Star announces gift while being honored for his advocacy and philanthropy.
(Marshall, Texas) Two-time Academy award winner Denzel Washington was recognized at Wiley College in Marshall, Texas, for his contributions toward raising awareness around the world about the value of debate education. Washington was honored during the awards ceremony in late January for the nation’s first Historically Black Colleges and Universities Speech and Debate Championship Tournament, which was held over three days on Wiley’s campus.
In accepting the award, Mr. Washington pledged to renew a $1 million gift to the College to continue his funding of its debate program. Washington first donated $1 million to the school in 2007 to support the re-establishment of its debate program, which had been inactive since the early 1900s, when it was led by English professor and poet, Melvin B. Tolson. Washington starred in and directed the film, “The Great Debaters,” which chronicled the history of the team under Tolson’s mentoring and coaching.
Washington regularly checks in with Wiley’s debate team to encourage its continued success. He last visited Wiley in 2015 and had lunch with the team. He was surprised on that visit when he was presented an honorary doctorate degree for his philanthropy in the field of education.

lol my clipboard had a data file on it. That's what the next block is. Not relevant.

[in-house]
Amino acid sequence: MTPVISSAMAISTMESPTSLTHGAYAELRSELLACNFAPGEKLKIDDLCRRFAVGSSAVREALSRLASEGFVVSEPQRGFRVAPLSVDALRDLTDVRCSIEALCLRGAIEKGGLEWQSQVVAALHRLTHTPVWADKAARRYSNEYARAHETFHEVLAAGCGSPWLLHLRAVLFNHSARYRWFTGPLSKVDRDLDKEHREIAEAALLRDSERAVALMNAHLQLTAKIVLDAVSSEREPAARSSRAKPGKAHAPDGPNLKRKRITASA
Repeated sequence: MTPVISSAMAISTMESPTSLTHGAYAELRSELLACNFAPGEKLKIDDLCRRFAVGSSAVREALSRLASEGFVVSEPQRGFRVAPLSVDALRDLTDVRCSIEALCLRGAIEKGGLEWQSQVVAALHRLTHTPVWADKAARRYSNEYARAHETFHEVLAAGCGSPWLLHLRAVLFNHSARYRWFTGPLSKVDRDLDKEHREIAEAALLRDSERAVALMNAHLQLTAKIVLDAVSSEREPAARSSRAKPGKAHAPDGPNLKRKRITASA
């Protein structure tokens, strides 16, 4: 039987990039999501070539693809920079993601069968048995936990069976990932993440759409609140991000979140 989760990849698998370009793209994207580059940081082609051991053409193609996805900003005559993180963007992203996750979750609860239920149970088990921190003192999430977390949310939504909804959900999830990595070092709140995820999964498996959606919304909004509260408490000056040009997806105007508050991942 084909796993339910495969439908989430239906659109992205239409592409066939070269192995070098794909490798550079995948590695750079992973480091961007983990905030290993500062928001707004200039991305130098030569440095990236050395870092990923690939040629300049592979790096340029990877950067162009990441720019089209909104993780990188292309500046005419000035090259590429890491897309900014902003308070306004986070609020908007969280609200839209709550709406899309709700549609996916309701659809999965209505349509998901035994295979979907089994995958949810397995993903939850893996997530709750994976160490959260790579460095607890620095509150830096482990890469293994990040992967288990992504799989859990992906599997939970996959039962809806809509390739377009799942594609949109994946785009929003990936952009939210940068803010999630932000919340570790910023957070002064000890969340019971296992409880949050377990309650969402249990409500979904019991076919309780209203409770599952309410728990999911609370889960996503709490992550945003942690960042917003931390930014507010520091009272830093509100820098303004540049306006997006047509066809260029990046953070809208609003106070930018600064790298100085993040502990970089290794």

“We are thankful to Mr. Washington for his generous gift to sustain our debate program and ensure its longevity,” said Dr. Haywood L. Strickland, President and CEO of Wiley College. “Through his support of Wiley College, he has preserved the legacy of the original Great Debaters, while also ensuring that current generations of students can carry forward Tolson’s legacy of excellence. We are forever indebted to him.”
Since the rebirth of the program, which is officially known as the Melvin B. Tolson/Denzel Washington Forensics Society, the team has earned more than 3,000 awards and has twice won the Overall Sweepstakes Championship and the Individual Events Sweepstakes Championship of the Pi Kappa Delta National Comprehensive Tournament, a prestigious debate competition that Tolson’s teams were not allowed to take part in.
After a standing ovation for Mr. Washington during the awards ceremony, he was joined on stage by Bob Eisele storywriter and scriptwriter for “The Great Debaters” and Jeff Poro, storywriter for the “The Great Debaters,” who were also recognized for their work.
Washington was also one of the three inductees into the newly formed HBCU Forensics Hall of Fame during the awards ceremony. Other inductees were Tolson, posthumously, and Dr. Thomas F. Freeman, the legendary and longest-serving speech and debate coach, who worked with Dr. Martin Luther King Jr., trained Barbara Jordan, and also trained Denzel Washington for his role in “The Great Debaters.”
Last fall, Wiley College formed the HBCU Speech and Debate League, which hosted the tournament, thanks to a grant from the Charles Koch Foundation.